Discovery Expands US, Russian Cooperation in Space Exploration
NASA, astronauts are disappointed by failure to deploy satellite
WHILE cosmonaut Sergei Krikalev circles Earth on the space shuttle Discovery, two American astronauts start cosmonaut training at Star City outside Moscow.
What the National Aeronautics and Space Administration (NASA) calls ``Phase 1'' of ``the rapidly expanding United States/Russian human space flight cooperation'' is under way.
Its next milestone is a shuttle mission in January when Cosmonaut Krikalev's backup, Vladimir Titov, will be on board. Then, in March 1995, either Norman Thagard or Bonnie Dunbar - the astronauts now at Star City - join two cosmonauts to ride the Soyuz 18 spacecraft to the Mir space station.
Meanwhile, back at the space shuttle Discovery some 200 miles above Earth, Krikalev and his American colleagues are making the most of their remaining time on orbit before their scheduled return to the Kennedy Space Center in Florida midday Friday. Failure to deploy the 3,700-pound Wake Shield Facility satellite - one of the main feature's of this mission - was disappointing. But they can still fulfill the mission's primary objective of operating the Space Habitation Module (Spacehab) commercial laboratory mounted in Discovery's cargo bay. It's loaded with life-science and materials experiments and support equipment for still other experiments installed on Discovery's middeck.
The Wake Shield features a 12-foot diameter stainless steel platform on which equipment is mounted. This platform is designed to act literally as a shield to push aside dust and stray atoms and produce an ultrahard vacuum in its wake. Alex Ignatiev and his University of Houston team that are developing the wake-shield concept hope to use that vacuum to grow highly pure wafers of the semiconductor gallium arsenide.
Problems with indicator lights, glare, and radio interference from the shuttle, which had prevented deployment Feb. 5 and Feb. 6, were overcome. But uncertainties about the satellite's on-board guidance system forced NASA to abandon deployment Feb. 7. This failure of a guidance system that has worked well on many previous craft was a ``snake'' lurking in space that ``we didn't expect,'' Dr. Ignatiev said.
The experimenters will try to make the most of what they can learn from working with the equipment in the cargo bay. They may have a second chance on a later shuttle mission, since NASA had originally intended to fly the facility - whose current mission cost $13.5 million - more than once.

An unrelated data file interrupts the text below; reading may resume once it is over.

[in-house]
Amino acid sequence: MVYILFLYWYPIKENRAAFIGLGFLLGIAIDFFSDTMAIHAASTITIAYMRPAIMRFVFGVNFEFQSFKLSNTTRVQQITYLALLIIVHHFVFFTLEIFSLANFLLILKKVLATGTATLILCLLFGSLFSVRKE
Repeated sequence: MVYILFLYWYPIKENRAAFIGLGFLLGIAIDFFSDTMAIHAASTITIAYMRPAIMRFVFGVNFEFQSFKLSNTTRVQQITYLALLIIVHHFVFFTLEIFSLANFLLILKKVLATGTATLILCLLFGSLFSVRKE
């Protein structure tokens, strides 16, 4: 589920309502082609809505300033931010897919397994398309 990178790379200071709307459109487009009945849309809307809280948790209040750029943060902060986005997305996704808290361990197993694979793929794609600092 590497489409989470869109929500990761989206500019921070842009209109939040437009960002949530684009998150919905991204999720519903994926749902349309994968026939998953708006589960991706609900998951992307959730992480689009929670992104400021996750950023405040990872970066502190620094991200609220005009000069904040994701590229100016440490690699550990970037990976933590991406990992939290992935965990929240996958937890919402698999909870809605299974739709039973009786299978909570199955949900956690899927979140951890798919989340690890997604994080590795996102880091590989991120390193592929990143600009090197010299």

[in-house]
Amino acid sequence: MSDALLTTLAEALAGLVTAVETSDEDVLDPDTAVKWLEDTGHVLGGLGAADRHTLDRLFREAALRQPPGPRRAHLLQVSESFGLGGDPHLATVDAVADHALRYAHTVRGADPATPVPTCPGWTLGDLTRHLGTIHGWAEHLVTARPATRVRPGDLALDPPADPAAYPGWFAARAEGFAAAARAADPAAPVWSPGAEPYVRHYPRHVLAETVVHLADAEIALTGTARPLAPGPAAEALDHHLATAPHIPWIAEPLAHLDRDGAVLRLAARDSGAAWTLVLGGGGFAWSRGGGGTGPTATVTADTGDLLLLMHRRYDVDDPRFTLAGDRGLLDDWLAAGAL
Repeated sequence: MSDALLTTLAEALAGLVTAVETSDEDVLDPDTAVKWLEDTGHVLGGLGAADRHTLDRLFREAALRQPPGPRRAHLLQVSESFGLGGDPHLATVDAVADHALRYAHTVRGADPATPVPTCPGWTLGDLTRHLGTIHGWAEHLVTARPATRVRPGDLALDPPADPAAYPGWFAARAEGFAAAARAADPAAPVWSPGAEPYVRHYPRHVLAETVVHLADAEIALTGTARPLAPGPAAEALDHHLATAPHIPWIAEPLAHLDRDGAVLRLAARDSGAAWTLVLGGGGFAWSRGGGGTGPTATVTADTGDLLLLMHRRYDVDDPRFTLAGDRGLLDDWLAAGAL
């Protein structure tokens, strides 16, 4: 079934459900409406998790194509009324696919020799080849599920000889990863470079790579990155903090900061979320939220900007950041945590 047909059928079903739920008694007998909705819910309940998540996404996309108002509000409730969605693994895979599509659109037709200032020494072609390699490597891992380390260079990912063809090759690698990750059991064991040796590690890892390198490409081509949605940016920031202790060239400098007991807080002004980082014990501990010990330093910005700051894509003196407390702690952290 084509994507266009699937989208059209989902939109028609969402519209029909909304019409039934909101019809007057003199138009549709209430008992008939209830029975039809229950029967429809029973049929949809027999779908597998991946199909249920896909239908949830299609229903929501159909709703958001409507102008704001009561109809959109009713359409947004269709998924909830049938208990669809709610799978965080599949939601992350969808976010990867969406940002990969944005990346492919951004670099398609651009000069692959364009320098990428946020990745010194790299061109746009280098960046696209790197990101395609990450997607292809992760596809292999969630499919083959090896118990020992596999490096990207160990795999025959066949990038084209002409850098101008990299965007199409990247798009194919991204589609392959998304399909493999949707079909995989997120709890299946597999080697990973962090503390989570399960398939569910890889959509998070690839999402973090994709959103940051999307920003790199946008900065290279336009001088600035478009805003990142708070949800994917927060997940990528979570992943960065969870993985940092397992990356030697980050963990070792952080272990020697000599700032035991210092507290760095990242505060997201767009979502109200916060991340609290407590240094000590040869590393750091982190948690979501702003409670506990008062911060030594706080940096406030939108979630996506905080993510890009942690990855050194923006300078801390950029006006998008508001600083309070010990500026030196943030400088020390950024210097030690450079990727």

It also was a disappointment for Krikalev, who had trained to retrieve the satellite. But, since he has had two duty tours on the Mir station lasting, respectively, 151 days and 312 days, he is used to dealing with the challenges of space flight.
NASA expects to give some American astronauts sustained space flight experience in the Phase 1 stage of the US/Russian program. Either Dr. Thagard or Dr. Dunbar are to spend three months on Mir. Then, in June 1995, a shuttle carrying a replacement crew consisting of an astronaut and two cosmonauts will bring Thagard or Dunbar and their Russian teammates back to the United States.
All told, the Phase 1 program is planned to include four or more US-astronaut Mir duty tours totaling over two years of on-orbit time. With up to 10 shuttle-Mir missions between 1995 and 1997, American spacecraft will take on a significant role in assisting with crew transfers, resupply, and payload activities for Mir, according to a Feb. 3 NASA statement.
Phase 2 of the cooperative effort follows with development of the core elements of a new international space station.
Phase 3 opens around the beginning of the new millennium with expansion of the station to include the other partners - Canada, Japan, and the European Space Agency.